Farm violence worsening – farmers union
By Muchena Zigomo
PRETORIA, Sept 30 (Reuters) – Violence on Zimbabwe’s farms, which were once the country’s economic mainstay, is worsening and farmers are taking “an even bigger hiding” than before, the country’s Commercial Farmers Union said on Wednesday.
Many white farmers have been evicted from land by President Robert Mugabe’s government since 2000, as part of a land reform programme credited with causing a slump in agriculture. “The reality is that we’re receiving an even bigger hiding now than before,” said CFU president Deon Theron. “Although everything seems to be fine on the outside … the rule of law just isn’t there. It’s applied very selectively,” he told an agriculture conference in Pretoria, South Africa.
Disruptions to farming were still enormous, possibly denting hopes that the country would kickstart its agriculture sector and end years of hunger and falling output.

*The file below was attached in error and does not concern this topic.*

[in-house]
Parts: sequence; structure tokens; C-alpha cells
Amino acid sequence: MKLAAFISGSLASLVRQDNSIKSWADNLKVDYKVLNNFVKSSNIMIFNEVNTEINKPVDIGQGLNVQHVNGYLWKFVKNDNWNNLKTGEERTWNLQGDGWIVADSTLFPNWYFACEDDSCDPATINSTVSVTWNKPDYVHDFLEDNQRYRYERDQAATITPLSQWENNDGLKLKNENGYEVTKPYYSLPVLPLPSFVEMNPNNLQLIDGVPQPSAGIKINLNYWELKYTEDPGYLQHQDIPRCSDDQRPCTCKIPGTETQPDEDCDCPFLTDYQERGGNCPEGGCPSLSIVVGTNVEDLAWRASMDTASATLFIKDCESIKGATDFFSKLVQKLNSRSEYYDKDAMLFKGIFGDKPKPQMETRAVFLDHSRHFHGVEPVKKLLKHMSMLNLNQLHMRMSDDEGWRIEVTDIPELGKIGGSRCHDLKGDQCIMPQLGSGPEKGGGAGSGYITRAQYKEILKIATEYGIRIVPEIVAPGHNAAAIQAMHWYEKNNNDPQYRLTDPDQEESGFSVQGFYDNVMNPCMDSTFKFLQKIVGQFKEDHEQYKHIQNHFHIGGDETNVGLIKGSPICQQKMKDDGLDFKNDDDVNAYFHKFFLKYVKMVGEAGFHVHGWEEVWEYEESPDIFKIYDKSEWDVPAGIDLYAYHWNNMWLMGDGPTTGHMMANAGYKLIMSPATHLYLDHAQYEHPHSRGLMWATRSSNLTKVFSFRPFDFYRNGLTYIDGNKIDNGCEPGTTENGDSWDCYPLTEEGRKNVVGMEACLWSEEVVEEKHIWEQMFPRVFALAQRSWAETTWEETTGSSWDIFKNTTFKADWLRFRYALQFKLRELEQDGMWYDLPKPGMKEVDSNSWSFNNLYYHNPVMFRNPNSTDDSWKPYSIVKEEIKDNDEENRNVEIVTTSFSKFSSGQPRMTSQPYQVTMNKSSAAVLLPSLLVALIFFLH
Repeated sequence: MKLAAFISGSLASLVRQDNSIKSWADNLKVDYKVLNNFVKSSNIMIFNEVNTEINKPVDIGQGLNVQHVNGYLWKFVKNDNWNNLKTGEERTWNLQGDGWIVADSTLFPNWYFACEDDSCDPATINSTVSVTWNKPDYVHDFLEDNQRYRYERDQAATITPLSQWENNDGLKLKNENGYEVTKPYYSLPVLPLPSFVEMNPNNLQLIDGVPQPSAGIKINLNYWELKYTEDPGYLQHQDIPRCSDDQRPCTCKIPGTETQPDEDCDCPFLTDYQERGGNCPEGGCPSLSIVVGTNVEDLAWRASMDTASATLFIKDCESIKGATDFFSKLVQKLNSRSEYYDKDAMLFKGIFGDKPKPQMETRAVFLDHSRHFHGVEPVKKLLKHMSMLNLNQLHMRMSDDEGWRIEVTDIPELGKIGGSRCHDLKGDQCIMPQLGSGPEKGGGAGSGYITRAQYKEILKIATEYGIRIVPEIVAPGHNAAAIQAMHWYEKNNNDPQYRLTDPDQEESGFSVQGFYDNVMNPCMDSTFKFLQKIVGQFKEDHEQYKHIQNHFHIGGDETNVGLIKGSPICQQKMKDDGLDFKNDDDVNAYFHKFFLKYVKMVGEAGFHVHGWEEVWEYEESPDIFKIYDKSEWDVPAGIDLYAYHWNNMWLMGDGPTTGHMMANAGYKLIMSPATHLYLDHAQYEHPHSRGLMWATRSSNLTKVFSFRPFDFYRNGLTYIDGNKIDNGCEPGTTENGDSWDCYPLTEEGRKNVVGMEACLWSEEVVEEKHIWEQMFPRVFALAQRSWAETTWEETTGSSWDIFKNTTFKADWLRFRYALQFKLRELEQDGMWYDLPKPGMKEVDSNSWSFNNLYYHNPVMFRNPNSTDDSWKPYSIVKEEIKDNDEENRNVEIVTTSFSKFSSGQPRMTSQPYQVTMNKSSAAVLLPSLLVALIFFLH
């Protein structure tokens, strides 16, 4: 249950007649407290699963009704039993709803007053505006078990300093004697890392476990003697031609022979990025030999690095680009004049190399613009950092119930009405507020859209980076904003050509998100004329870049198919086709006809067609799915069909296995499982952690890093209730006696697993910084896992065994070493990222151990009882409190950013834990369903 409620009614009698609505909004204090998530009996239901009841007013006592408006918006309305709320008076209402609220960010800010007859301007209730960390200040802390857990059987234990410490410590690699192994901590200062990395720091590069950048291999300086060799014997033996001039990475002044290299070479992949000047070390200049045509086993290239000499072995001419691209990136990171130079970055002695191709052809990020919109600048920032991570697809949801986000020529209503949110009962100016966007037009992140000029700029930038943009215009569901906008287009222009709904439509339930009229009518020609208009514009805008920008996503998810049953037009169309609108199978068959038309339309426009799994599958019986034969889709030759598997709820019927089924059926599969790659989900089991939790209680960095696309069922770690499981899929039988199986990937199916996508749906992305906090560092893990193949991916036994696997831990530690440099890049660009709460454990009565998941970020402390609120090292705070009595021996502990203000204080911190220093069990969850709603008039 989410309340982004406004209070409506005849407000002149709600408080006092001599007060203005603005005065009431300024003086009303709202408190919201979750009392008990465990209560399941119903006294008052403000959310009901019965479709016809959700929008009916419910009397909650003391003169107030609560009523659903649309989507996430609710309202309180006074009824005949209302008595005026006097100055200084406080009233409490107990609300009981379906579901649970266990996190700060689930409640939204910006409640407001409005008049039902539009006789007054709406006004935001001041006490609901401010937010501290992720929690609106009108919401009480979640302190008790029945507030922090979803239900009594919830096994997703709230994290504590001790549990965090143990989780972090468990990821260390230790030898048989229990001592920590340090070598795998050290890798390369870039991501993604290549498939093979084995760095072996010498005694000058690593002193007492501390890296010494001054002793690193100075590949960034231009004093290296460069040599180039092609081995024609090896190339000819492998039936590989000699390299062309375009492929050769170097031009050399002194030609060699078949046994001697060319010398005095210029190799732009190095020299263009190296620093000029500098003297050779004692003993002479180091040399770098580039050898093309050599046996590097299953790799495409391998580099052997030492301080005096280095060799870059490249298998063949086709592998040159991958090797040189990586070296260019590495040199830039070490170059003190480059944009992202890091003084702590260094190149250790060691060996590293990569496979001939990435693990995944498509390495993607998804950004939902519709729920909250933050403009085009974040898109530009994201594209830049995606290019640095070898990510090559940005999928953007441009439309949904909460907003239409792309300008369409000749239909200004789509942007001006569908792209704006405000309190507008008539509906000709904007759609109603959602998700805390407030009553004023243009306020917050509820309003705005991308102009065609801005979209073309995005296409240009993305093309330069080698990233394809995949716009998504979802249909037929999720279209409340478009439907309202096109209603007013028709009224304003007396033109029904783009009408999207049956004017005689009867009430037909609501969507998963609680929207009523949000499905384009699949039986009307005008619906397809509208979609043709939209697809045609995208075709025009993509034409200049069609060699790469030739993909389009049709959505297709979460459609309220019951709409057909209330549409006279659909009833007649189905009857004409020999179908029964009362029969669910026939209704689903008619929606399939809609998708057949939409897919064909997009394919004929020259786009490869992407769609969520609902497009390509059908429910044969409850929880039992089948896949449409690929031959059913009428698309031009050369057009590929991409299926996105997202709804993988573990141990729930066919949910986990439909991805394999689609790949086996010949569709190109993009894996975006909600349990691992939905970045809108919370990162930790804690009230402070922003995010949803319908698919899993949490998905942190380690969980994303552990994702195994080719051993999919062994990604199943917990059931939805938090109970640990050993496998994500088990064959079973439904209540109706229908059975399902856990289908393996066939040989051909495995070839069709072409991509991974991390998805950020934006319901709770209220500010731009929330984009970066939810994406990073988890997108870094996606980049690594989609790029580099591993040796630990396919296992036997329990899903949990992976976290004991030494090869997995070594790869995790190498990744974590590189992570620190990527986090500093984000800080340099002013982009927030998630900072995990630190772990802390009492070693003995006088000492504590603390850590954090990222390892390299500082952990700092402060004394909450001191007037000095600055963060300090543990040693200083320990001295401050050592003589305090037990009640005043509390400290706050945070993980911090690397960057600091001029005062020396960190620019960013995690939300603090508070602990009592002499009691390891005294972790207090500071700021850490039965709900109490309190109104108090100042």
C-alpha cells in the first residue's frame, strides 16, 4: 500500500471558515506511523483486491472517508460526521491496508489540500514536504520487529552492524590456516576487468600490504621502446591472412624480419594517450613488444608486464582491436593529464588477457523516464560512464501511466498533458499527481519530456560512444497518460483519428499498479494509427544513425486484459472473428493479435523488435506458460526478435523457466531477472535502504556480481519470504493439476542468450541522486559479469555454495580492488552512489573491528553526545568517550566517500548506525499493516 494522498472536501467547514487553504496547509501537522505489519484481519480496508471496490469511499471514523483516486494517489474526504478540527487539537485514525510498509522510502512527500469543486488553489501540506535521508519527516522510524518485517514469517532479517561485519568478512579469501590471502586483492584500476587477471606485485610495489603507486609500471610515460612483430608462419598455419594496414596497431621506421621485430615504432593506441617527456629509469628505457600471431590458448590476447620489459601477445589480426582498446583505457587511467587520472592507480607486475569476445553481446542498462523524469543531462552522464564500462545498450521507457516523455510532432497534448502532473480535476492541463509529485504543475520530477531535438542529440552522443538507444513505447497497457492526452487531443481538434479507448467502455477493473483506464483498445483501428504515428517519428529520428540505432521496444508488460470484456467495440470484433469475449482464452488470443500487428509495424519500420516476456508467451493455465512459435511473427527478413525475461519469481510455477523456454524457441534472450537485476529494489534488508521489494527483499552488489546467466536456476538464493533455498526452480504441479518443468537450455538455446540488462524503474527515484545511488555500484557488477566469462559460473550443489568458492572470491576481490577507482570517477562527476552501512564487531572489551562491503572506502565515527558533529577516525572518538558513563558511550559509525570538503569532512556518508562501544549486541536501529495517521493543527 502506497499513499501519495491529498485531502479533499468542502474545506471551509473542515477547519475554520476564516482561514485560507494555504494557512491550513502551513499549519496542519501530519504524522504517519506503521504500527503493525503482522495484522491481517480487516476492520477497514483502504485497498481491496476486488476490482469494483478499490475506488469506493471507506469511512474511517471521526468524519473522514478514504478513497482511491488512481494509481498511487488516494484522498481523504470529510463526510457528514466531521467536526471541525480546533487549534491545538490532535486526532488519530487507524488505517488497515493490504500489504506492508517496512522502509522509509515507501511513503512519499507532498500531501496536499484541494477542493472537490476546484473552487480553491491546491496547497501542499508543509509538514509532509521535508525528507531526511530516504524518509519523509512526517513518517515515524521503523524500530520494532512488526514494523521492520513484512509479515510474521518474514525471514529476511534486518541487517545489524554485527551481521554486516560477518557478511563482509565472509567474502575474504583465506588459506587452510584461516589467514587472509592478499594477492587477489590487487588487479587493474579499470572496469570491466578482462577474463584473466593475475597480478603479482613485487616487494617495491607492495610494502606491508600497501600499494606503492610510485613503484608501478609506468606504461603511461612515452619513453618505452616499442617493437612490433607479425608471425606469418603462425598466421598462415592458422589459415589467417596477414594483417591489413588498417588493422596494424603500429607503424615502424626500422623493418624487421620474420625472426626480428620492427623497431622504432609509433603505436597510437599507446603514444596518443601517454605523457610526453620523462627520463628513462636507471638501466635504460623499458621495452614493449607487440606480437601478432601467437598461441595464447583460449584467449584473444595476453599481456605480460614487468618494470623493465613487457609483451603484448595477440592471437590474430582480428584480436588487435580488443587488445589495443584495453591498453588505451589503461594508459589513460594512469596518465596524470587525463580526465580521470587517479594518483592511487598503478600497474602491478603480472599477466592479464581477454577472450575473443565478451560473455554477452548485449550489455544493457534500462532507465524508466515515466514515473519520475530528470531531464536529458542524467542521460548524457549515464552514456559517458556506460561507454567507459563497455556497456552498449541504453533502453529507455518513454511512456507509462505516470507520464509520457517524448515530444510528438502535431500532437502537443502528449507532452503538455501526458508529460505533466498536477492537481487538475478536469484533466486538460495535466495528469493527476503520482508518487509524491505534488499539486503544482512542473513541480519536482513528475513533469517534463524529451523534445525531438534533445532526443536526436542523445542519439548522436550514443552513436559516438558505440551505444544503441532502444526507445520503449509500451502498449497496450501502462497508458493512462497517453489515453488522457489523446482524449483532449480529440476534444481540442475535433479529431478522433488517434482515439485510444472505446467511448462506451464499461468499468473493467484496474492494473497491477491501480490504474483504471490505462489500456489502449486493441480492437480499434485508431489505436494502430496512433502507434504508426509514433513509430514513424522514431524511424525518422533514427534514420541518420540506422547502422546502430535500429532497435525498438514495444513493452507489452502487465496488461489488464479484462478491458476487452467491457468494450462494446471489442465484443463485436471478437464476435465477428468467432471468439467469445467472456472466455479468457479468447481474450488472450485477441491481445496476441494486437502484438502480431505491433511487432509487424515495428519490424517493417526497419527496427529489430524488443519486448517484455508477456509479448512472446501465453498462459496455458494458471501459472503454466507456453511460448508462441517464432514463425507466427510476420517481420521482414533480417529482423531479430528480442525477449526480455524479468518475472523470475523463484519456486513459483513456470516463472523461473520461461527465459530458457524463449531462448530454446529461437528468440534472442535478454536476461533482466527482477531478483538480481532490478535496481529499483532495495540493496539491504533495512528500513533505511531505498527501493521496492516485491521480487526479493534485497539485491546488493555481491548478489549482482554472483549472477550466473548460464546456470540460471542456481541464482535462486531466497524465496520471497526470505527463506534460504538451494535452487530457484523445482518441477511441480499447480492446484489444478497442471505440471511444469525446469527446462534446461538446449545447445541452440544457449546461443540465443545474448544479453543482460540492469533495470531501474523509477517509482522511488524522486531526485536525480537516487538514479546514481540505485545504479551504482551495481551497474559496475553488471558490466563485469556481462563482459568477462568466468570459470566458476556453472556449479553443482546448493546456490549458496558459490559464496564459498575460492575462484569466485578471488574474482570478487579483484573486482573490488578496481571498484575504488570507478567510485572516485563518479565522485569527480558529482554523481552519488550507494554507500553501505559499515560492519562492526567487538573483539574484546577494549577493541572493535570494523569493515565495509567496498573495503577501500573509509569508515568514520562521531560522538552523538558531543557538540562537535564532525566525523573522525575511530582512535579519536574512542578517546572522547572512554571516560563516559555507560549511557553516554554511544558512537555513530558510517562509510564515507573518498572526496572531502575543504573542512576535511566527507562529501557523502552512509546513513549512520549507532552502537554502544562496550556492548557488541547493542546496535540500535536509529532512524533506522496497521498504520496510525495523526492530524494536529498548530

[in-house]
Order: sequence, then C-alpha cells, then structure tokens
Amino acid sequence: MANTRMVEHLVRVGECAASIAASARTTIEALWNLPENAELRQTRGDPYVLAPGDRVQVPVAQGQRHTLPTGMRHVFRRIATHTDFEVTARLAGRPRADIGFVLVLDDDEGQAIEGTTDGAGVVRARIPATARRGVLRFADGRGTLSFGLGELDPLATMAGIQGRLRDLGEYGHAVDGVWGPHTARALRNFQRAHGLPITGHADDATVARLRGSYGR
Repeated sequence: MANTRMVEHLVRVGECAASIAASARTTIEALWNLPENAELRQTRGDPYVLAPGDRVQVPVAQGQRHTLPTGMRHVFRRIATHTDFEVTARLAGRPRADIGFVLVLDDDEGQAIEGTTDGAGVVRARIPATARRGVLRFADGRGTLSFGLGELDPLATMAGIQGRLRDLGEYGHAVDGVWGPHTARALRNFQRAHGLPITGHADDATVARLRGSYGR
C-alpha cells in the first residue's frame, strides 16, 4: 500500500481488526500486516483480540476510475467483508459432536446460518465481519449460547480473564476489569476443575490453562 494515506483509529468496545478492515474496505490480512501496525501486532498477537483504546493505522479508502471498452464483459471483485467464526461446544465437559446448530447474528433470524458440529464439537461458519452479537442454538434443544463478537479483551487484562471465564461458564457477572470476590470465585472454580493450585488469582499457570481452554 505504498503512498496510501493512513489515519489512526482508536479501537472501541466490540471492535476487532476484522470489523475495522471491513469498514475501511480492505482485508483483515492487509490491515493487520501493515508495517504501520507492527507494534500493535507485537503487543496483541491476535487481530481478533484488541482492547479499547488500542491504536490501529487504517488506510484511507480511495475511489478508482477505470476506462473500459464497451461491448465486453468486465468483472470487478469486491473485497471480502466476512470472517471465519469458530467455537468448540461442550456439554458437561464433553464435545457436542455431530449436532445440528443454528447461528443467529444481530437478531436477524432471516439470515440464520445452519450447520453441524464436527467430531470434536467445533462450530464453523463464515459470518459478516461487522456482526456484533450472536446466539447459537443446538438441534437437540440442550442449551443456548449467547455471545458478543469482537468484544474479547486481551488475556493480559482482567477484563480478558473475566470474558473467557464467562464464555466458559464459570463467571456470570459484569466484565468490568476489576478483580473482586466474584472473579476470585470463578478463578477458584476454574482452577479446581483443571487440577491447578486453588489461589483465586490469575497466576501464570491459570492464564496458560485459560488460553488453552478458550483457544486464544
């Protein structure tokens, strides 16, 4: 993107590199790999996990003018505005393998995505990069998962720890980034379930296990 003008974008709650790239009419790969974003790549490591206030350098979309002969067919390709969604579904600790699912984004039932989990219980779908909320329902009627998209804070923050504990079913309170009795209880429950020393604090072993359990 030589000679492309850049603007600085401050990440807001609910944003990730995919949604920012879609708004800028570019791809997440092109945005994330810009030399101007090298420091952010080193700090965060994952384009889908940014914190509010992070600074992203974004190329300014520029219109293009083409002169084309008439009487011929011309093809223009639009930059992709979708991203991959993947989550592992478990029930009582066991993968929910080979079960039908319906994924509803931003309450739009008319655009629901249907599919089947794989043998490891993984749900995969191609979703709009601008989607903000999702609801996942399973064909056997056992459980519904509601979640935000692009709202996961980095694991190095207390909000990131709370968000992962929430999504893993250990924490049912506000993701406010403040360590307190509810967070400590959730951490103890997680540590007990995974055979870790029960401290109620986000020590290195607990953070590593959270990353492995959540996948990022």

Finance minister Tendai Biti said last month that Zimbabwe expects to harvest 2.5 million tonnes of the staple maize in the 2009/10 season, more than double the 1.2 million tonnes harvested the season before.
However, the figures have been disputed, and the CFU, a grouping of the country’s remaining white farmers, says maize output will drop to 396,250 tonnes this year from 417,000 tonnes in 2008, largely due to disruptions caused by farm violence.
Critics and rights groups say a power-sharing government formed by Mugabe and bitter rival Morgan Tsvangirai, now the country’s prime minister, has failed to clamp down on rights abuses in the country.
The government was cobbled together after a disputed election, but the pact between Mugabe and Tsvangirai has been beset with problems as their parties accuse each other of failing to implement the deal fully.
“There has been progress, but the reality is that the government of national unity has no unity,” Theron said.